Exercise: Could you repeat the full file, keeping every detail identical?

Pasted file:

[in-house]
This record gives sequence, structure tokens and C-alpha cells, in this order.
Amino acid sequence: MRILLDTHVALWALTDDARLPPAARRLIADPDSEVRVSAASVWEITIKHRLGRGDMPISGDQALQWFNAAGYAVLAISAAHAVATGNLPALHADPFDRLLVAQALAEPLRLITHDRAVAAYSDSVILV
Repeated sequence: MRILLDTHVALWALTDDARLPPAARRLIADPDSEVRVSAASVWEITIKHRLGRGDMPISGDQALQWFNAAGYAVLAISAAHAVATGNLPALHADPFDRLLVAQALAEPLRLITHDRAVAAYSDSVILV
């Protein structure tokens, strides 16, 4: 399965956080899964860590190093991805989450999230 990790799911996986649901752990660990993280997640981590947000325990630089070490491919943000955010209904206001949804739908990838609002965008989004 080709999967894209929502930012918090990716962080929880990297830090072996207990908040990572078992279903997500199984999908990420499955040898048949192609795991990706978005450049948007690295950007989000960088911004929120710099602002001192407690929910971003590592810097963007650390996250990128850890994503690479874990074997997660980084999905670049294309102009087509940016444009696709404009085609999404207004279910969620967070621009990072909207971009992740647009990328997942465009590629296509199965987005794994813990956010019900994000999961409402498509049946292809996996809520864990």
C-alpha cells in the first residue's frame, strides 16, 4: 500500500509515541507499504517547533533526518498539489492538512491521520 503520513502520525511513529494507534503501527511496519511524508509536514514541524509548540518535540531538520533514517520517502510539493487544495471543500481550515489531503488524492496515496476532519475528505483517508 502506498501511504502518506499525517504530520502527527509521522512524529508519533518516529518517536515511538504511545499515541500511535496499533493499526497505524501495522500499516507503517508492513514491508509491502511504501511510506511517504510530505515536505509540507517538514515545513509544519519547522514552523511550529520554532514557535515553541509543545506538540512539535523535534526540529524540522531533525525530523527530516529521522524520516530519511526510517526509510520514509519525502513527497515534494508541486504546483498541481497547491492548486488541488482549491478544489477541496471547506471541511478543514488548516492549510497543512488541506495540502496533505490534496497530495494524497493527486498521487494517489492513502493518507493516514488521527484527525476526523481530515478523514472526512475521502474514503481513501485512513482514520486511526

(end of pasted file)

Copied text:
[in-house]
This record gives sequence, structure tokens and C-alpha cells, in this order.
Amino acid sequence: MRILLDTHVALWALTDDARLPPAARRLIADPDSEVRVSAASVWEITIKHRLGRGDMPISGDQALQWFNAAGYAVLAISAAHAVATGNLPALHADPFDRLLVAQALAEPLRLITHDRAVAAYSDSVILV
Repeated sequence: MRILLDTHVALWALTDDARLPPAARRLIADPDSEVRVSAASVWEITIKHRLGRGDMPISGDQALQWFNAAGYAVLAISAAHAVATGNLPALHADPFDRLLVAQALAEPLRLITHDRAVAAYSDSVILV
């Protein structure tokens, strides 16, 4: 399965956080899964860590190093991805989450999230 990790799911996986649901752990660990993280997640981590947000325990630089070490491919943000955010209904206001949804739908990838609002965008989004 080709999967894209929502930012918090990716962080929880990297830090072996207990908040990572078992279903997500199984999908990420499955040898048949192609795991990706978005450049948007690295950007989000960088911004929120710099602002001192407690929910971003590592810097963007650390996250990128850890994503690479874990074997997660980084999905670049294309102009087509940016444009696709404009085609999404207004279910969620967070621009990072909207971009992740647009990328997942465009590629296509199965987005794994813990956010019900994000999961409402498509049946292809996996809520864990």
C-alpha cells in the first residue's frame, strides 16, 4: 500500500509515541507499504517547533533526518498539489492538512491521520 503520513502520525511513529494507534503501527511496519511524508509536514514541524509548540518535540531538520533514517520517502510539493487544495471543500481550515489531503488524492496515496476532519475528505483517508 502506498501511504502518506499525517504530520502527527509521522512524529508519533518516529518517536515511538504511545499515541500511535496499533493499526497505524501495522500499516507503517508492513514491508509491502511504501511510506511517504510530505515536505509540507517538514515545513509544519519547522514552523511550529520554532514557535515553541509543545506538540512539535523535534526540529524540522531533525525530523527530516529521522524520516530519511526510517526509510520514509519525502513527497515534494508541486504546483498541481497547491492548486488541488482549491478544489477541496471547506471541511478543514488548516492549510497543512488541506495540502496533505490534496497530495494524497493527486498521487494517489492513502493518507493516514488521527484527525476526523481530515478523514472526512475521502474514503481513501485512513482514520486511526